I recently learned that binding energy is the energy released when nucleons are fused together to form a nucleus, as the bound state of the nucleons is more stable because of the strong attractive nuclear force. I was trying to comprehend this using the analogy of gravitational potential, but it seems I'm missing something.

Suppose a ball is dropped from a height 'h' to the ground. After a couple of bounces, the ball comes to rest on the ground. The initial potential energy of the ball is lost as sound and heat in each bounce before it came to rest.

Now compare it with the potential energy of the nucleons. Since the bound state is more stable, potential energy is lost in the fusion process. In the sun, this lost potential energy is converted to radiant energy (heat and light energy). But then why do we have a mass defect? The energy is already lost as radiant energy, and on top of that, if we lose mass in the formation, that does not seem to conserve mass or energy. (The ball didn't lose mass when it hit the ground, right?).

What is that I'm missing here?


2 Answers 2


The ball didn't lose mass when it hit the ground, right?

It did. Or rather, the composite system of the Earth, the ball, and their mutual gravitational field lost energy, which is equivalent to mass.

The question is how much energy. Suppose the combined mass of the ball-Earth system is $m_\text{earth} + m_\text{ball} \approx 10^{24}\,\mathrm{kg}$, the mass of the Earth. The ball falls from the table and liberates one joule of energy from the gravitational field. Since the rest energy of the Earth-ball system is $m_\text{earth} c^2 \gg 1\,\mathrm{J}$, the constant-mass approximation is fine.

(Homework for you: compute the total gravitational binding energy of the Earth, and compare to Earth’s mass in energy units. The scale is $-G m_\text{earth}^2 / r_\text{earth}$ from dimensional analysis, but there’s a half or something out front from doing the integral of bringing all the masses together. The constant-mass approximation is good even if you’re assembling the entire Earth from asteroids and dust.)

In chemistry you come closer to caring about the mass stored in the electric field. For example, the ionization energy for ground-state hydrogen atoms, $13\,\mathrm{eV}$, is a part-per-billion correction to the mass of a hydrogen atom, $m_\text{H} \approx m_\text{proton} \approx 1\,\mathrm{GeV}/c^2$. The innermost electrons in heavy atoms can have binding energies of hundreds of keV.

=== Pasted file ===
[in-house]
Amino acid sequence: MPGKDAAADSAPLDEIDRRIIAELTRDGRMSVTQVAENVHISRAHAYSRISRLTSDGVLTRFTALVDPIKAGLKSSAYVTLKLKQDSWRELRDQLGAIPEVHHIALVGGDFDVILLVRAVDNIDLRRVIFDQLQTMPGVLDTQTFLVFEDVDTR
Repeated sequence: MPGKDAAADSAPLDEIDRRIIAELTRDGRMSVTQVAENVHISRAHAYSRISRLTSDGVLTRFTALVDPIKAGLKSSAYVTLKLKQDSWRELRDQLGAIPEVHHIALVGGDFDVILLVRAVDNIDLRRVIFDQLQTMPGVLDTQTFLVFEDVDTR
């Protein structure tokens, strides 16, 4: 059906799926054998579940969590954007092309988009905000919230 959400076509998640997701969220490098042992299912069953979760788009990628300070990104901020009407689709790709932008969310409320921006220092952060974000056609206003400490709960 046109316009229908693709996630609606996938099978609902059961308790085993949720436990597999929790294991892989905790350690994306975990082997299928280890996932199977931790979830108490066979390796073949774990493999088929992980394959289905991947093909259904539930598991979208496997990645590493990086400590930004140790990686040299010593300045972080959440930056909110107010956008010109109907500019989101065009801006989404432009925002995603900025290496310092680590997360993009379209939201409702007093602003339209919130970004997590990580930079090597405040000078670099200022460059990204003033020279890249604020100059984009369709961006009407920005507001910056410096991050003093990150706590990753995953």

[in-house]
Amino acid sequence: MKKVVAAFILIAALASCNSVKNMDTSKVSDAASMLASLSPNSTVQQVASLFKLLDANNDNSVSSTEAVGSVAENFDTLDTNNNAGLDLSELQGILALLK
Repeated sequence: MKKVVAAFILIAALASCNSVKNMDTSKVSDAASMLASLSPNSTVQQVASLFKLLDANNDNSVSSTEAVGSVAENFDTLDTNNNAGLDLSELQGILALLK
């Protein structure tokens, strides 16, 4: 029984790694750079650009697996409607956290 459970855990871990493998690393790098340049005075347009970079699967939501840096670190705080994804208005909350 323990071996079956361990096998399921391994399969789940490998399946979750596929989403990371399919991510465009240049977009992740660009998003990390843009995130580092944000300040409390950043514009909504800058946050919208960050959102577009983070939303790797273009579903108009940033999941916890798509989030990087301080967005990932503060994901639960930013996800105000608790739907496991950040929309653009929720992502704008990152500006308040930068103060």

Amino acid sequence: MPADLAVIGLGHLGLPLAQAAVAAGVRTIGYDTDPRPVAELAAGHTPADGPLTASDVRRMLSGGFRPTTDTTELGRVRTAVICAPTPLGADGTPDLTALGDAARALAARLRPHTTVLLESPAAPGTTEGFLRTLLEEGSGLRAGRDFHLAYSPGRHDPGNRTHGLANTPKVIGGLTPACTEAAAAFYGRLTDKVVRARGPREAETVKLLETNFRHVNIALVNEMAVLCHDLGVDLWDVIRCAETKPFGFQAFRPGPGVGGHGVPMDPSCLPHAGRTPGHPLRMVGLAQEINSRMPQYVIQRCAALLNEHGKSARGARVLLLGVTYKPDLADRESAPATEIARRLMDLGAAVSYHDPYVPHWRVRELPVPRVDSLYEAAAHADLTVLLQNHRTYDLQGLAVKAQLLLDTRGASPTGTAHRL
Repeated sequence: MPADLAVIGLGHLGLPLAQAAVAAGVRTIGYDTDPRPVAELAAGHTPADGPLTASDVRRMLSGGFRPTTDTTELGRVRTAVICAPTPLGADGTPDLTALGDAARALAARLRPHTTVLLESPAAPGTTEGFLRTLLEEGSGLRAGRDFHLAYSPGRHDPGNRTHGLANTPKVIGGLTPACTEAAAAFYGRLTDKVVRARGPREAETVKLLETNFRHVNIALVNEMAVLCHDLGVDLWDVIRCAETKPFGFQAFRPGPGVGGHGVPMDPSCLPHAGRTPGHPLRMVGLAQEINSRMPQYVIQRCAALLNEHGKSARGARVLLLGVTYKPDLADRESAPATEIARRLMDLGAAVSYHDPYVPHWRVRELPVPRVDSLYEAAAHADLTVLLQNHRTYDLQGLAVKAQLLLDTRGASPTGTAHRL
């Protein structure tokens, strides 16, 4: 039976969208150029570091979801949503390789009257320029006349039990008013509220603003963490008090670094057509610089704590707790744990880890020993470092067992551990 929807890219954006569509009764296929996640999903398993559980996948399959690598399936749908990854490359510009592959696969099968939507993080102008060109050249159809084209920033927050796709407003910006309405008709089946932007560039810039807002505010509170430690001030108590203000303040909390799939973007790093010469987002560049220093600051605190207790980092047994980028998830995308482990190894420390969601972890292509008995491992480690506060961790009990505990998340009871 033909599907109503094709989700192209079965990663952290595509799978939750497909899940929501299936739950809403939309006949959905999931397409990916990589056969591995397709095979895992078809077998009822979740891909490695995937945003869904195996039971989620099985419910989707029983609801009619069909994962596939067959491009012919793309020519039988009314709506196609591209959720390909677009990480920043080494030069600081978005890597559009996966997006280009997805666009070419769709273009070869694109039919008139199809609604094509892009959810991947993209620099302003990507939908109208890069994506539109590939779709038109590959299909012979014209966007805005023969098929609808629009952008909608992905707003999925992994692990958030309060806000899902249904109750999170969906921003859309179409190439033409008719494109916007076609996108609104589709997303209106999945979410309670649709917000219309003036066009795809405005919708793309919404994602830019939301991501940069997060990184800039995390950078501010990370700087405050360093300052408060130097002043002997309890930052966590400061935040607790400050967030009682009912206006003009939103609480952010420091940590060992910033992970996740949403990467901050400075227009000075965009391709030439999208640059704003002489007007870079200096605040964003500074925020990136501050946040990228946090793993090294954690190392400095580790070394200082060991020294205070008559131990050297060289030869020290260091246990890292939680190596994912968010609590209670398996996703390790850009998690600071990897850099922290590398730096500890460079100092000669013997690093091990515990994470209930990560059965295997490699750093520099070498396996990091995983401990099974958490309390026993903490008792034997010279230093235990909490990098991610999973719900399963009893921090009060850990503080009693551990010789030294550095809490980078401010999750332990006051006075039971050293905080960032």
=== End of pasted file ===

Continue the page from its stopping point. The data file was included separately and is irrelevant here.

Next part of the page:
It’s not that only nuclear interactions have mass changes associated with potential energy changes. But in nuclear interactions the energies involved are so large that the mass effects really can’t be ignored. A uranium fission liberates about $180\,\mathrm{MeV}$. A dozen uranium fissions is enough to produce a proton-antiproton pair from nothing. Nuclear binding energies are a part-per-thousand correction to the nuclear mass.

  • $\begingroup$ I see. So basically, what you are implying is that in any system, the energy release that is happening due to the lowering of potential energy is in fact mc^2, where 'm' is the loss in mass of the composite system. In the ball-Earth problem, this mass will be negligible because the loss in potential energy is small. $\endgroup$
    – Sasikuttan
    Commented Sep 29, 2021 at 6:11
  • 1
    $\begingroup$ Yes, just so. The constant-mass approximation is valid when the energies involved in an interaction are small. One example is weak-field gravitation. $\endgroup$
    – rob
    Commented Sep 29, 2021 at 12:12

It would be better to picture any chemical or nuclear reaction as a ball rolling into a local valley (even if the surrounding region has higher hills and valleys). Each stable state the nucleons could be in corresponds to a local valley. It would need some other particle's kinetic energy to come knock it up and out in order to reach another local valley (fission, fusion, other isotope) Kinda like this picture https://xkcd.com/681/

See if this answer helps you Nuclear reaction: loss of mass or conservation of mass?

And the difference between heights of two adjacent valleys has to escape as kinetic energy of the products. That's where the unhelpful concept of "mass defect" comes from.


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